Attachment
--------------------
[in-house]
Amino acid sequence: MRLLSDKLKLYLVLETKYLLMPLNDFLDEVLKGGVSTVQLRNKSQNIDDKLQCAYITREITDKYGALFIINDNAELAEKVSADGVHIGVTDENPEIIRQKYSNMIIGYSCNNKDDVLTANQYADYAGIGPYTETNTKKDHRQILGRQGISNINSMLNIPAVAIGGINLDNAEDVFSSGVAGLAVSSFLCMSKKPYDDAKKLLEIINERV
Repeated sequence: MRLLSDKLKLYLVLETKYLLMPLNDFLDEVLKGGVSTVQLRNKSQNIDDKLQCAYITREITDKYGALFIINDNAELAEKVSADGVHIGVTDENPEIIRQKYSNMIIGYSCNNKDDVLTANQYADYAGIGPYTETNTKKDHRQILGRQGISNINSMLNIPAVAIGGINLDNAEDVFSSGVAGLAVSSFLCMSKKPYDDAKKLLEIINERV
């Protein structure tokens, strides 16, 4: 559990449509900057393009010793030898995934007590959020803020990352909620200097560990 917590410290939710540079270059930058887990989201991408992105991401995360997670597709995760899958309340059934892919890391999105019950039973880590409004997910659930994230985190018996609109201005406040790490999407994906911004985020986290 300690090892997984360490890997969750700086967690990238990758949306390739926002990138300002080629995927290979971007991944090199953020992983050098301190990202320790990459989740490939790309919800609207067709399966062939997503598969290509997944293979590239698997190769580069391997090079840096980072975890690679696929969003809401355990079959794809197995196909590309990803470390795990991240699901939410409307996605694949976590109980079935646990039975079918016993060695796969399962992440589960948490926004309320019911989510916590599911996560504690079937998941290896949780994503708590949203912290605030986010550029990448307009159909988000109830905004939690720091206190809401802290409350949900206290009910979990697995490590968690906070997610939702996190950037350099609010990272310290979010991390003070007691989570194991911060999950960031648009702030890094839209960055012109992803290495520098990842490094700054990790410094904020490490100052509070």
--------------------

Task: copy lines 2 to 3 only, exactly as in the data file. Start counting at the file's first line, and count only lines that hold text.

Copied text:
Amino acid sequence: MRLLSDKLKLYLVLETKYLLMPLNDFLDEVLKGGVSTVQLRNKSQNIDDKLQCAYITREITDKYGALFIINDNAELAEKVSADGVHIGVTDENPEIIRQKYSNMIIGYSCNNKDDVLTANQYADYAGIGPYTETNTKKDHRQILGRQGISNINSMLNIPAVAIGGINLDNAEDVFSSGVAGLAVSSFLCMSKKPYDDAKKLLEIINERV
Repeated sequence: MRLLSDKLKLYLVLETKYLLMPLNDFLDEVLKGGVSTVQLRNKSQNIDDKLQCAYITREITDKYGALFIINDNAELAEKVSADGVHIGVTDENPEIIRQKYSNMIIGYSCNNKDDVLTANQYADYAGIGPYTETNTKKDHRQILGRQGISNINSMLNIPAVAIGGINLDNAEDVFSSGVAGLAVSSFLCMSKKPYDDAKKLLEIINERV